Sidney Robertson Cowell

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Sidney Robertson Cowell
Sidney Robertson Cowell NYWTS.jpg
Born Sidney William Hawkins
June 2, 1903
San Francisco, California, United States
Died February 23, 1995
Shady, New York
Nationality American
Occupation Ethnomusicologist
Spouse(s) Kenneth Greg Robertson, Henry Cowell

Sidney Robertson Cowell (born Sidney William Hawkins, 1903–1995) was an American ethnomusicologist, collector of folk songs, and the wife of the composer Henry Cowell.

She was born on June 2, 1903, in San Francisco, California, the daughter of Charles Albert and Mabel Morrison Hawkins. She received a BA in Romance languages and philology from Stanford University in 1924. Later that year she married Kenneth Robertson, a medical student, and they went to Europe. She enrolled in 1925 in the École Normale de Musique in Paris, where she studied piano with Alfred Cortot. Upon returning to California, she taught at the Peninsula School for Creative Education in Menlo Park, California from 1926 to 1932. During that period, she studied counterpoint and analysis with Ernest Bloch and the music of non-European cultures with Henry Cowell at the San Francisco Conservatory of Music.[1]

After divorcing in 1934 she moved to New York City, where she directed the Social Music Program at the Henry Street Settlement on the Lower East Side, working with elderly Jewish immigrants. In 1936 she became an assistant to Charles Seeger, technical advisor of the Music Unit of the Special Skills Division of the Resettlement Administration in Washington, D.C. (later the Farm Security Administration). In this capacity she began collecting recordings of folk music in Appalachia, the Ozarks and the Upper Midwest.[1]

She returned to California, where she initiated and arranged for sponsorship by the Library of Congress, the University of California, Berkeley, and the Works Progress Administration of the Northern California Folk Music Project, which she directed from 1938 to 1940 with a staff of twenty. The project was one of the earliest attempts at conducting a large-scale ethnographic survey of American folk music in a defined region. In addition to 35 hours of sound recordings, the team complied 168 photographs of the musicians and their instruments and copious documentation.[2]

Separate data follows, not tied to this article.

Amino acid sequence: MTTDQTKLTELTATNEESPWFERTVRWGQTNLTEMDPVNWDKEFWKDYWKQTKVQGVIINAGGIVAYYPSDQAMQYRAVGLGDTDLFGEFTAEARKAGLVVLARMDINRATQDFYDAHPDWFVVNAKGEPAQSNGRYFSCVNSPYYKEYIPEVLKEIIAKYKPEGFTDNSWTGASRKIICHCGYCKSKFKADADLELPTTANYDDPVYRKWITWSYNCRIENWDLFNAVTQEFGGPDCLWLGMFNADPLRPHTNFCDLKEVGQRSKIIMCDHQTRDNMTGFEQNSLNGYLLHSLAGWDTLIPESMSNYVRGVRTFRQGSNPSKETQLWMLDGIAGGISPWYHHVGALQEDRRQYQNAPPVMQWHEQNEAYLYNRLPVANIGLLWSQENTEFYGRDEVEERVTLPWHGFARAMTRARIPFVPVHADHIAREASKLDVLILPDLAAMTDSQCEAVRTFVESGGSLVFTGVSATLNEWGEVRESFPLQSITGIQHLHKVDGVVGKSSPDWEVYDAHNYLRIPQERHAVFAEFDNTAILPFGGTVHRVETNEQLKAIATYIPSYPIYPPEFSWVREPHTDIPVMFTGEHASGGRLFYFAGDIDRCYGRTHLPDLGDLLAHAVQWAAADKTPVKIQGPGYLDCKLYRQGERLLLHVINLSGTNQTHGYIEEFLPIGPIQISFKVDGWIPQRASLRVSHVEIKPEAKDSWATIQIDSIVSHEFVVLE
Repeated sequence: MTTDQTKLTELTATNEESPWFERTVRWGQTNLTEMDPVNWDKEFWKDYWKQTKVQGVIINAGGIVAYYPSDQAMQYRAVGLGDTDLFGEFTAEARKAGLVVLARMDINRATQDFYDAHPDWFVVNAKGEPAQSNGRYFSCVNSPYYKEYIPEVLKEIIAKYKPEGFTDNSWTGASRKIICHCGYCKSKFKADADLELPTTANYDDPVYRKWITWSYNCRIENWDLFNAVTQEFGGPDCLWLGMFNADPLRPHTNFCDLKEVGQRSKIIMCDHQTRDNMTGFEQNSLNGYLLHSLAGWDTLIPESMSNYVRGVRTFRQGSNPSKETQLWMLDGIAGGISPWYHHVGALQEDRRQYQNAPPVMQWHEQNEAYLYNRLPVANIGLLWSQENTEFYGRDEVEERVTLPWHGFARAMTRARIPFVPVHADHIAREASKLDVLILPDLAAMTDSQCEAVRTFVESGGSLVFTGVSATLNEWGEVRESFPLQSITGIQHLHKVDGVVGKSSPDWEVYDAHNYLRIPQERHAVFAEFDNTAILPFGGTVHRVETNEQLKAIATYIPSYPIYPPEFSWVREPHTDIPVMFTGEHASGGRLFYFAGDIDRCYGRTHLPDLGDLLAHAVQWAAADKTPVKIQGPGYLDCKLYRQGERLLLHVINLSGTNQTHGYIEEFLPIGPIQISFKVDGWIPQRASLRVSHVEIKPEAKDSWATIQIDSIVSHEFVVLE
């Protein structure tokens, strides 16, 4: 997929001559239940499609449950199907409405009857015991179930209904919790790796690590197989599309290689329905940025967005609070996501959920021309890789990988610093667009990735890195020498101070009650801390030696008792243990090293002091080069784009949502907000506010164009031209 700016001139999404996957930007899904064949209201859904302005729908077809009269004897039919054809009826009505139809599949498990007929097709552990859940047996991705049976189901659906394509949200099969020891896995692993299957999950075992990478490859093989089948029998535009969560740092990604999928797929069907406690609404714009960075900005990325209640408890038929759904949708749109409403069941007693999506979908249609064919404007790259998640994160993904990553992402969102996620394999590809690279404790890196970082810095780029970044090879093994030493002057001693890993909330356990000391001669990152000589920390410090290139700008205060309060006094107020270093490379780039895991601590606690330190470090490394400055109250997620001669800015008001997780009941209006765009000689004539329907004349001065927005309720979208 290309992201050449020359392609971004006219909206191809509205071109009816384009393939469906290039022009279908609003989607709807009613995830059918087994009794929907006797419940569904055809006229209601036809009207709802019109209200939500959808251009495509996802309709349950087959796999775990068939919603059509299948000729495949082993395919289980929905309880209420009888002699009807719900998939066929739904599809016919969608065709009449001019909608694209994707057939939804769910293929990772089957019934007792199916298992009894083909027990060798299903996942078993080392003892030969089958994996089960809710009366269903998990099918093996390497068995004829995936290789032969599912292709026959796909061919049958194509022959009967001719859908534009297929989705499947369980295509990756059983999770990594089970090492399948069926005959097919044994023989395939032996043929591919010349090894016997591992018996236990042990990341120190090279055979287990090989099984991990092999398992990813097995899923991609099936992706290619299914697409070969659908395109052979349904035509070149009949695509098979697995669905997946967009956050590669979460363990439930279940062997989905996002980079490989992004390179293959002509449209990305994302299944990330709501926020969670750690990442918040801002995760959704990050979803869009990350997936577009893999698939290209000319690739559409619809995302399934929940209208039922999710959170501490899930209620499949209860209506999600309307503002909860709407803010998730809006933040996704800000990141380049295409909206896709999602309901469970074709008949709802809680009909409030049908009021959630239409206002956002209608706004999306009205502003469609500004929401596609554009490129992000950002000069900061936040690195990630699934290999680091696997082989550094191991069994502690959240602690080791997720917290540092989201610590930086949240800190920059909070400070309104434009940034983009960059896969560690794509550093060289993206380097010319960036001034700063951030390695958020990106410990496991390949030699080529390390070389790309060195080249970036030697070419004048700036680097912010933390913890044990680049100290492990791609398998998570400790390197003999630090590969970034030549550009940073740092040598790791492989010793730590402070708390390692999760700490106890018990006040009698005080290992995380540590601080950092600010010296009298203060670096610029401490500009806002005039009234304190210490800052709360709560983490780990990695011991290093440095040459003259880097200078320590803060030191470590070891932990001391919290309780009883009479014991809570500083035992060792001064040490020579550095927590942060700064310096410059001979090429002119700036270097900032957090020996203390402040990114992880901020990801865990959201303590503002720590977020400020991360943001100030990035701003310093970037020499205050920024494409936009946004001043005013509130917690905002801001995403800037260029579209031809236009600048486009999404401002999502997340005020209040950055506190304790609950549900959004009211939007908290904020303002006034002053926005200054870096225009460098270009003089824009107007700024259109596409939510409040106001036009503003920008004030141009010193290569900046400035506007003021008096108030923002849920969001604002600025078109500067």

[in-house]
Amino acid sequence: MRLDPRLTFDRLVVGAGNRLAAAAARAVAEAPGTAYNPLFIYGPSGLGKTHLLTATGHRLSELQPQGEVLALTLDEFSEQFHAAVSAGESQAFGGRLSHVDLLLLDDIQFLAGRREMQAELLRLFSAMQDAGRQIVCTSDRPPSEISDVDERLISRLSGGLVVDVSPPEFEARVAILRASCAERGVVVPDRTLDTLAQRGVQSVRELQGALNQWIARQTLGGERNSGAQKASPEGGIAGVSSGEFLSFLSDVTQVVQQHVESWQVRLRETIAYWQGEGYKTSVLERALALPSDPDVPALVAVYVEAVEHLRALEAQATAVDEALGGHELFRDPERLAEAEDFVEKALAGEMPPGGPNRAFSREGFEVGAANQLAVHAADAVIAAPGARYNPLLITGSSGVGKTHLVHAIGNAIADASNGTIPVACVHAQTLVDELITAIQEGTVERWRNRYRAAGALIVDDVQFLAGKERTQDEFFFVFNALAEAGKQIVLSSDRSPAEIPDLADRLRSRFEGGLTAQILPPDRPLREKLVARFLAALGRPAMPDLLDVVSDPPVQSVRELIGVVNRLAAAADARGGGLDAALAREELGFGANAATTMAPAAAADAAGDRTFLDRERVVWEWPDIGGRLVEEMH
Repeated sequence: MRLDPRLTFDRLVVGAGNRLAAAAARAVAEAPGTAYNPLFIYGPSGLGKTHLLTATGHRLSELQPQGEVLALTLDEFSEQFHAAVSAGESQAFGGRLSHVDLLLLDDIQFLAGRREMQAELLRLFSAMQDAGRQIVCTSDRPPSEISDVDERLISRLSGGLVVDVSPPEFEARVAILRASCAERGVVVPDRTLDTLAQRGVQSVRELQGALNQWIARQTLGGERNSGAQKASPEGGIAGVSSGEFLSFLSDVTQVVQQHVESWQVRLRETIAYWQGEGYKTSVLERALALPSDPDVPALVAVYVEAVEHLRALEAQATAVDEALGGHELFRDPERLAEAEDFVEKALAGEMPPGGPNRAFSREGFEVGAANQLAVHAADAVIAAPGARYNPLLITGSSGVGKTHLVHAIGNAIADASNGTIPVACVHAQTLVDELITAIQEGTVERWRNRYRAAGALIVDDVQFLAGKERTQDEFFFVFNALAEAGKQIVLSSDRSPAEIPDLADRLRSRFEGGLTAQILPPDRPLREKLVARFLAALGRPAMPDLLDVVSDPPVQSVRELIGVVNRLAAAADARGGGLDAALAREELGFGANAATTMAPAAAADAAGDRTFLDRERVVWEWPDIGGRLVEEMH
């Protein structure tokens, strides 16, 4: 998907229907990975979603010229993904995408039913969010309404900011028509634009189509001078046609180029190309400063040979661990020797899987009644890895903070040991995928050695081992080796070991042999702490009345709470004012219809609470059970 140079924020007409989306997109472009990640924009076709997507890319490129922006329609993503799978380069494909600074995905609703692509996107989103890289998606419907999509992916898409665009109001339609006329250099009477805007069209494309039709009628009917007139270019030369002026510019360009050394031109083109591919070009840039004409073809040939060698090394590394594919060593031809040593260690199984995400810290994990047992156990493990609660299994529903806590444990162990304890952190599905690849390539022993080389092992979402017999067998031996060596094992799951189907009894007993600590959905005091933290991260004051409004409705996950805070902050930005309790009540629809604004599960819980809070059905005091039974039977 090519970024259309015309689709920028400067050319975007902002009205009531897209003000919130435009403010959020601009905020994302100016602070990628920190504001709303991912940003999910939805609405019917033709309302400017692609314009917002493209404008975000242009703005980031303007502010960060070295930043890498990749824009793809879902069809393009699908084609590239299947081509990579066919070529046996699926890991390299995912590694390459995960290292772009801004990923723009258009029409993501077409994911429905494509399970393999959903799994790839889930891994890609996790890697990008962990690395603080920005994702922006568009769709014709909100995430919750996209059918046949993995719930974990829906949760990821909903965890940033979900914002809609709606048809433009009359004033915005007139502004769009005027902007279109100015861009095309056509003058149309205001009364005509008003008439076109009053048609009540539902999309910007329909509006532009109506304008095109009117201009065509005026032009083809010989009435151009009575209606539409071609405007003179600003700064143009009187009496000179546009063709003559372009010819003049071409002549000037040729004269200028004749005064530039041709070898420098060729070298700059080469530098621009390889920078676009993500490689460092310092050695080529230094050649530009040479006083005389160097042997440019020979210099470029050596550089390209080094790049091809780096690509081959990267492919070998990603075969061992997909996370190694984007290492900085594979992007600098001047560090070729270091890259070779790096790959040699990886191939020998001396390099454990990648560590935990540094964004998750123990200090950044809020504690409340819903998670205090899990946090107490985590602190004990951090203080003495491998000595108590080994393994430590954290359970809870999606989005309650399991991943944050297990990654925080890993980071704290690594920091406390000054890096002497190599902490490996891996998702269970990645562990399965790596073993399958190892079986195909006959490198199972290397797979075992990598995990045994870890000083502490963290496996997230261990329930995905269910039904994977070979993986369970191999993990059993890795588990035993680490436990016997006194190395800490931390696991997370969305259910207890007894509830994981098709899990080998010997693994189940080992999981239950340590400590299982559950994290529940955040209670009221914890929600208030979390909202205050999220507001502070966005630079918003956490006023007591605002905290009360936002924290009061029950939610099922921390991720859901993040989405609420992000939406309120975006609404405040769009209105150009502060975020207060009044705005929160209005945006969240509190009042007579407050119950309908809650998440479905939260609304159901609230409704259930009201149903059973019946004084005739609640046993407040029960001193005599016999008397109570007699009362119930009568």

In 1941 she married Henry Cowell, whom she had known since her teen years in California. The following year they moved to Shady, New York, a village near Woodstock. During World War II they traveled as cultural ambassadors for the State Department, collecting music from around the world. They collaborated on numerous publishing projects. After his death in 1965 she continued to actively promote his musical legacy. She died at her home in Shady in 1995.[3]

References[edit]

  1. ^ a b Stone, Peter. "Sidney and Henry Cowell". Cultural Equity. Retrieved 6 April 2017. 
  2. ^ "The Ethnographic Experience: Sidney Robertson Cowell in Northern California". American Memory Project, Library of Congress. 
  3. ^ "Sidney Cowell, 92, Ethnomusicologist And Teacher". New York Times. 1 March 1995. Retrieved 6 April 2017. 

Bibliography[edit]

  • (1942) The Recording of Folk Music in California (Berkeley, Calif. : University of California Press).
  • (with Alan Lomax, 1942). American Folk Song and Folk Lore, a Regional Bibliography (Washington, D.C.: Progressive Education Center).
  • (with Henry Cowell, 1955). Charles Ives and His Music (New York : Oxford University Press).

See also[edit]